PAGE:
Events in Modern Languages & Cultures
Translation/Linguistics Research Group in collaboration with Centre for Intercultural Mediation: Dr Christopher Rundle 'Overcoming methodological and area-restricted isolationism in translation history'
The theme of my talk is how we can overcome “methodological and area-restricted isolationism” in research in translation history. This is an area which poses a series of methodological issues and in which cross-disciplinary exchange can be particularly fruitful – though this potential is largely unrealised as yet in my opinion. In these terms, my ideas are probably largely in tune with the mission statement of Comparative Translation Studies as put forward by the Centre for Intercultural Mediation in Durham; however, I would also like to discuss some of the potential difficulties and pitfalls in “subsuming all […] varieties under comparable and comparative criteria” – at least as far as translation history is concerned.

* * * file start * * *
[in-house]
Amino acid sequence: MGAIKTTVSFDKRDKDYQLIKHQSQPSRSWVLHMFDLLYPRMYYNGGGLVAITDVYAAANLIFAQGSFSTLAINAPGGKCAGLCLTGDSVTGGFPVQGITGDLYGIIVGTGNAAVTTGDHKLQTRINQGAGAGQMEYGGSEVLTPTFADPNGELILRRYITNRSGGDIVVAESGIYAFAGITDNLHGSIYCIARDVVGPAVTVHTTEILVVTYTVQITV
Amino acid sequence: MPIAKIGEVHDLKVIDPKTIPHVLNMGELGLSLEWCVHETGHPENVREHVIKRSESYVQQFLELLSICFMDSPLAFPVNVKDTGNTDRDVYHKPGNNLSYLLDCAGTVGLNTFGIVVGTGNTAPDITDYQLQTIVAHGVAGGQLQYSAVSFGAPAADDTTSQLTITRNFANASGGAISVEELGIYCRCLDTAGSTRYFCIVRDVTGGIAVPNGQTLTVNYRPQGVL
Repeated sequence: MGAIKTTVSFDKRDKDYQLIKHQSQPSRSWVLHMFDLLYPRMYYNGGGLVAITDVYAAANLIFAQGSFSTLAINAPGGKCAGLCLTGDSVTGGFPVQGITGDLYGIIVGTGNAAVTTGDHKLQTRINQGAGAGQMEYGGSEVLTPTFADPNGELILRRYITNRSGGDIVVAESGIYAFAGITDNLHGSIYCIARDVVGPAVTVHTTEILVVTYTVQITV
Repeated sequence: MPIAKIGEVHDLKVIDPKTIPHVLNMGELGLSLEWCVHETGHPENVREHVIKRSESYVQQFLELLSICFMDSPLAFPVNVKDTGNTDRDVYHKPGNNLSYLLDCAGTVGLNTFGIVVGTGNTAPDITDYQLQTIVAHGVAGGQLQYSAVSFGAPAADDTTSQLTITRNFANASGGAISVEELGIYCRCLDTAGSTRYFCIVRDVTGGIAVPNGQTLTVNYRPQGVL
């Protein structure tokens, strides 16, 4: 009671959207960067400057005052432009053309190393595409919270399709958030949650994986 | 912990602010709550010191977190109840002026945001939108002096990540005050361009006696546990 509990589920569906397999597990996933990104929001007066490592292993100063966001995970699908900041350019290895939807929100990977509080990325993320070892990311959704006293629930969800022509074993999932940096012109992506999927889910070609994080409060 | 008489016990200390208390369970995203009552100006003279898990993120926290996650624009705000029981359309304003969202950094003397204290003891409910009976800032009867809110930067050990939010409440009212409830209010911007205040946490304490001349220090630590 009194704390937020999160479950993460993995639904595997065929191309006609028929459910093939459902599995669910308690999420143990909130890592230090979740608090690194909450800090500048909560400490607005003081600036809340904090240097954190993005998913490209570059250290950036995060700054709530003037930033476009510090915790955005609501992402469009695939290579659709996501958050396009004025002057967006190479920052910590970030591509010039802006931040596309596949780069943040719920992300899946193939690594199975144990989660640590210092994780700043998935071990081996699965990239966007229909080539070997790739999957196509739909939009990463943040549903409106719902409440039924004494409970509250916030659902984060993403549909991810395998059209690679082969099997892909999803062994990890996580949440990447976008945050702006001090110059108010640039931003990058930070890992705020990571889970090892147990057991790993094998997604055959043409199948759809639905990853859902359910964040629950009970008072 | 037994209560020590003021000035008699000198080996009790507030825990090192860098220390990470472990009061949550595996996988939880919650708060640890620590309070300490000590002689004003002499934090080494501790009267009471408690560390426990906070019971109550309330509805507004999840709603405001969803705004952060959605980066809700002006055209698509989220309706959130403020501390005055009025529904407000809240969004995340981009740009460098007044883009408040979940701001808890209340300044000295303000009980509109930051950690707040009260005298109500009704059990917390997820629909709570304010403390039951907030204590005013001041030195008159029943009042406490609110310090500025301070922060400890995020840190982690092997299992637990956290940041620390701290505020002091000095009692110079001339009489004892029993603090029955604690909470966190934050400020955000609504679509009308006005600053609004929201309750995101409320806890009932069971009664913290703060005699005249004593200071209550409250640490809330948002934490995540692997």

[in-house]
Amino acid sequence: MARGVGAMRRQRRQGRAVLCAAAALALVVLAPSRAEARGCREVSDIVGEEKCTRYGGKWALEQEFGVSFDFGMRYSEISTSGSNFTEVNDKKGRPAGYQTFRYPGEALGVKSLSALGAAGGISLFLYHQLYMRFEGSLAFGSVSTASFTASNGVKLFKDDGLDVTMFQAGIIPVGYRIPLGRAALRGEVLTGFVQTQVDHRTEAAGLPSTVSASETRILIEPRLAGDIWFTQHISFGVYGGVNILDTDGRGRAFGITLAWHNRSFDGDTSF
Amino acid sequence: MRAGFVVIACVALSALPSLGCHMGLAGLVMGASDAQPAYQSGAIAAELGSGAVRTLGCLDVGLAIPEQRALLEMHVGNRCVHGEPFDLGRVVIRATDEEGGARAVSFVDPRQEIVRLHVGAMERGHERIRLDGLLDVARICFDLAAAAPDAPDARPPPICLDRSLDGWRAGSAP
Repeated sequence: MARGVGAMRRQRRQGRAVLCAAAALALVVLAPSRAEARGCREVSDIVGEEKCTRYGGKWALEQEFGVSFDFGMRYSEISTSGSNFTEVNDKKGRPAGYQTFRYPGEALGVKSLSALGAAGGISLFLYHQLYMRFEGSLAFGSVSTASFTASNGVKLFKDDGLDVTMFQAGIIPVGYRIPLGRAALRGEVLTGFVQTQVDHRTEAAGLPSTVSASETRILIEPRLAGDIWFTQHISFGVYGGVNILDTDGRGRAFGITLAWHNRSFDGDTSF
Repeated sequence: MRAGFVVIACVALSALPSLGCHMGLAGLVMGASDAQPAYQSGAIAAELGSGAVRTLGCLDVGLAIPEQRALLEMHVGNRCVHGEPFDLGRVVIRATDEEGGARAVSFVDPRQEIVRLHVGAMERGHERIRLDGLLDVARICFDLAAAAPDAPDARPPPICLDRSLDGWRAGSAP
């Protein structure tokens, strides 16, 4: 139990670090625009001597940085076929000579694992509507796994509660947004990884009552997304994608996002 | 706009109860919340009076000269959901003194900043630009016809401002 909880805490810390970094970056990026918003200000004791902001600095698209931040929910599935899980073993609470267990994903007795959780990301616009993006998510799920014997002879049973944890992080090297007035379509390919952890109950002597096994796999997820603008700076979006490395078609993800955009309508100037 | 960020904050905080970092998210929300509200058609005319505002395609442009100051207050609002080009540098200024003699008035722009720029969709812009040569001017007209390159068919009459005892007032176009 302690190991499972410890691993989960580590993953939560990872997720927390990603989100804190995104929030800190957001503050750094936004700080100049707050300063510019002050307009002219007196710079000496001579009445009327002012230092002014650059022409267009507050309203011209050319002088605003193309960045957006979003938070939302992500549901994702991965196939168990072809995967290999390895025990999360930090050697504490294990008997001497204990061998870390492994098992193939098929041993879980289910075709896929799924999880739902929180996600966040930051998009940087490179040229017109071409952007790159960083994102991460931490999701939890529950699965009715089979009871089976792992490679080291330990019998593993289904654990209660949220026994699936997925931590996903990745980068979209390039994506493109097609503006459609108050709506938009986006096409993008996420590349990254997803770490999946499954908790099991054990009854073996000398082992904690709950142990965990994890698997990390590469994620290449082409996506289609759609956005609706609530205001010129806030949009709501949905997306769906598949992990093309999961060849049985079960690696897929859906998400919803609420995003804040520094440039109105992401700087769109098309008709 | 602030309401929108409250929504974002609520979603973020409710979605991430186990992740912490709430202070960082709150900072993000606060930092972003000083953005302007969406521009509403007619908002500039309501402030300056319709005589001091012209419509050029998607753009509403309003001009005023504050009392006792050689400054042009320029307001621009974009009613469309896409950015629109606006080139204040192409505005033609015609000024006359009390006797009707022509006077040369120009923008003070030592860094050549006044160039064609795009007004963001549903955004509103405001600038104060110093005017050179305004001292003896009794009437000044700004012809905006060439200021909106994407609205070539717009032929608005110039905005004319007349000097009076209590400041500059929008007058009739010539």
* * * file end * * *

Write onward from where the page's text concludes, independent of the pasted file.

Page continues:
Dr Christopher Rundle is a tenured researcher in Translation Studies at the University of Bologna, Italy, as well as an Honorary Research Fellow in Translation and Italian Studies at the University of Manchester. His main research interests lie in the history of translation, in particular translation and fascism. He is the author of the monograph Publishing Translations in Fascist Italy (Peter Lang, 2010), and co-editor with Kate Sturge of the volume Translation Under Fascism (Palgrave Macmillan, 2010). He is the editor of the forthcoming Special Issue of The Translator on Theories and Methodologies of Translation History. He is coordinating editor of the online translation journal inTRAlinea (www.intralinea.org).
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